Molly Joyful - 26 February, 2010

D’ooooooooooooooh! Of course! :-D Hehe, where’s my dunce cap…

2. ShipRat - 26 February, 2010

Edward ROTHERAM… (my apologies to you, sir, wherever you are – 200 years later and people still can’t spell your name right)

…. Rotheram gets 20 out of 10 for not giving Collingwood a pop in the jaw.

Rotheram can entertain in his own right. He jotted down some sort of commonplace book during his years at sea and the bits I’ve read are pretty funny.

As for his being difficult to work with, well, Collingwood himself wasn’t always the easiest man to work with, as we know from some of his contemporaries. ;-)

Found the handshake story – from Southey’s Life of Nelson:

“Nelson’s column was steered about two points more to the 20
north than Collingwood’s, in order to cut off the enemy’s
escape into Cadiz: the lee line, therefore, was first engaged. [. . .]
Collingwood, delighted at being first in the heat of the fire,
and knowing the feelings of his commander and old friend,
turned to his captain, and exclaimed : ‘Rotherham, what
would Nelson give to be here!’ Both these brave officers,
perhaps, at this moment thought of Nelson with gratitude,
for a circumstance which had occurred on the preceding day.
Admiral Collingwood, with some of the captains, having
gone on board the Victory, to receive instructions, Nelson in-
quired of him, where his captain was, and was told, in reply, that they were not upon good terms with each other.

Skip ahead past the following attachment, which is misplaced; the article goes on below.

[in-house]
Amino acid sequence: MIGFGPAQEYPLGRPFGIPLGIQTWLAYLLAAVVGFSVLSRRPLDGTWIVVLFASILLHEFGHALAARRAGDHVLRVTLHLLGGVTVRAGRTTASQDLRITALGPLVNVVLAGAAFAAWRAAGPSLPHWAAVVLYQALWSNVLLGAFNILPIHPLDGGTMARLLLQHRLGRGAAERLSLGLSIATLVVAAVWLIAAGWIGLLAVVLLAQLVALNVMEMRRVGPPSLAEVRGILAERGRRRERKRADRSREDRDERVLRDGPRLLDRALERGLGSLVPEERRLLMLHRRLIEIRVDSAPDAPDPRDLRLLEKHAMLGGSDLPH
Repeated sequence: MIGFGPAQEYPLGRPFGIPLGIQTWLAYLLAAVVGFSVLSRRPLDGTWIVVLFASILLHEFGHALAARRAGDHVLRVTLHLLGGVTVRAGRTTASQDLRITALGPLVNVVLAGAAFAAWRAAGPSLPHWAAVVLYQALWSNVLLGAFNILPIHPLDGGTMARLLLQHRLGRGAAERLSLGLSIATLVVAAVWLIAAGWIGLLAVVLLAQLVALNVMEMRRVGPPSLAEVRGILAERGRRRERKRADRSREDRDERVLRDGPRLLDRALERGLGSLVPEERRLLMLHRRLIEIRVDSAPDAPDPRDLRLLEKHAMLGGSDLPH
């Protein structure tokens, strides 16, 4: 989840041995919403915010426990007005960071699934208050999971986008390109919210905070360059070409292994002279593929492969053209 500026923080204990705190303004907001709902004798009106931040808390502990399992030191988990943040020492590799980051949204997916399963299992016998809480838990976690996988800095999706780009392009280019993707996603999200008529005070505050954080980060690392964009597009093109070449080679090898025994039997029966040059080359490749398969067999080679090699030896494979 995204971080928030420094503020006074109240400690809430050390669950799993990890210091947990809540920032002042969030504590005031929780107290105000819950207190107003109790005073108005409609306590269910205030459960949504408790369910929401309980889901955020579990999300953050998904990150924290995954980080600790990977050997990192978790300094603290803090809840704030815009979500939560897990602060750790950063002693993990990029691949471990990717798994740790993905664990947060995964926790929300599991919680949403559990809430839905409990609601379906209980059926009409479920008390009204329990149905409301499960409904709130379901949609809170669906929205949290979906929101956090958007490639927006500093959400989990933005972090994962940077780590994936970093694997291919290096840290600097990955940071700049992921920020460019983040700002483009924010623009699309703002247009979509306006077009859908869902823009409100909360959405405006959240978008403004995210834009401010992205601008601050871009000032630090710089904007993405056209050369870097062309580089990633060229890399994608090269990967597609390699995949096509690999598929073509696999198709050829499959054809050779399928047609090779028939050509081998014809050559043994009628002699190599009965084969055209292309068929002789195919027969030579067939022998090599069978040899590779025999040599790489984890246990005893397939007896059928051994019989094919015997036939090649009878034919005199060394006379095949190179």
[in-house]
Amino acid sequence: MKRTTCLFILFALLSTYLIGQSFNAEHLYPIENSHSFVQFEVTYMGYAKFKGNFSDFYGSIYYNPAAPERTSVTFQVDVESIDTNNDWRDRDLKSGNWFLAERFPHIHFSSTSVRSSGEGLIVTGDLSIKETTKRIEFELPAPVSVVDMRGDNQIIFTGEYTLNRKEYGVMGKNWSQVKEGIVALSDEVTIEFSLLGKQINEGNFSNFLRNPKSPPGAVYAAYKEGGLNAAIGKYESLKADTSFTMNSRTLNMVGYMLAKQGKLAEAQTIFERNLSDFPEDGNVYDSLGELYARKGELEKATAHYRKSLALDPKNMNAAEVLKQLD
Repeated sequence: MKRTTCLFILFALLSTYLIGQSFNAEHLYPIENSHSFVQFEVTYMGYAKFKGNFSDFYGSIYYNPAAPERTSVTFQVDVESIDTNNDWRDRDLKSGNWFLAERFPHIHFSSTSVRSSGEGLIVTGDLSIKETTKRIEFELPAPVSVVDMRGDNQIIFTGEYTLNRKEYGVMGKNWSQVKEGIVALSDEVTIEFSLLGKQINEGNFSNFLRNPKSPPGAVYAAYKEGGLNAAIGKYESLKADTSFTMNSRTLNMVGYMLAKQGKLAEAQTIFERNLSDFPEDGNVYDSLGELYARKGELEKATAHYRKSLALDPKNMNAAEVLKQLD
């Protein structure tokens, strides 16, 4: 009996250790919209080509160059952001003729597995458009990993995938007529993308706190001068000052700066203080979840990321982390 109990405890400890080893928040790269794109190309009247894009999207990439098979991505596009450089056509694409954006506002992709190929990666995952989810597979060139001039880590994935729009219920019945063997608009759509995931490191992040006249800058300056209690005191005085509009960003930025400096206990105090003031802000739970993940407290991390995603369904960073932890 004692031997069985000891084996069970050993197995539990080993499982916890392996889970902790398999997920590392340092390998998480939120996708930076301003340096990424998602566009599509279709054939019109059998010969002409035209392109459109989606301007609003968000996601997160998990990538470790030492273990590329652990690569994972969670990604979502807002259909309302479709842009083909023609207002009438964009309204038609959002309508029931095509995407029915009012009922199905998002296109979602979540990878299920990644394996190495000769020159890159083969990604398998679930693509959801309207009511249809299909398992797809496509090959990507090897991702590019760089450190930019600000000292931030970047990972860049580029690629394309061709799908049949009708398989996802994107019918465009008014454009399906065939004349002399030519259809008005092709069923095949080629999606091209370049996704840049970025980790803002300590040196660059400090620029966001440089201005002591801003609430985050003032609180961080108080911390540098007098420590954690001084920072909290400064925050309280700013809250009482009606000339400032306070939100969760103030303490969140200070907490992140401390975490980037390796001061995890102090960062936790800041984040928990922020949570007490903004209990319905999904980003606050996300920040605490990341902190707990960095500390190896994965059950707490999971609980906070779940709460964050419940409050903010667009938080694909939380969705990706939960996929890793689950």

‘Terms!’ said Nelson; — ‘good terms with each other!’
Immediately he sent a boat for Captain Rotherham ; led
him, as soon as he arrived, to Collingwood, and saying, —
‘Look; yonder are the enemy!’ bade them shake hands
like Englishmen.”

Southey has Nelson referring to the French fleet with “Yonder are the enemy”- but this was on Oct. 20 and the French were still far out of sight.

I prefer my version :-)

And poor old Rotheram again. Southey spells him “Rotherham” but that’s not the worst of it. In the text version at http://www.archive.org, the OCR software has rendered his name throughout as: “BOTHERHAM” !

Molly Joyful - 26 February, 2010

Rotheram gets 20 out of 10 for not giving Collingwood a pop in the jaw.

No excuse for Collingwood’s behaviour in that case from my part. He was rude, not very gentlemanly and certainly not as “witty” as biographers make it out to be. “Snarky” comes to my mind, if that term had already existed. But as far as insults go, it was probably not the top of the Georgian Navy dissing-scale. And knocking a higher ranking officer’s lights out wouldn’t have been a very wise decision – others had their careers ruined merely because they had their hands in their pockets when their captain passed by.

I wished Rotheram had returned the verbal “present” with a bit of snarkiness on his own part, though. Collingwood knew well that this wouldn’t happen, and then there was the power imbalance between the two – I guess that’s what irks me most.

On the other hand, I have to admit that I’m not exactly a stranger to lashing out at people who annoy me. So I shouldn’t cast the first stone.

“Botherham”?! *howl*

3. ShipRat - 26 February, 2010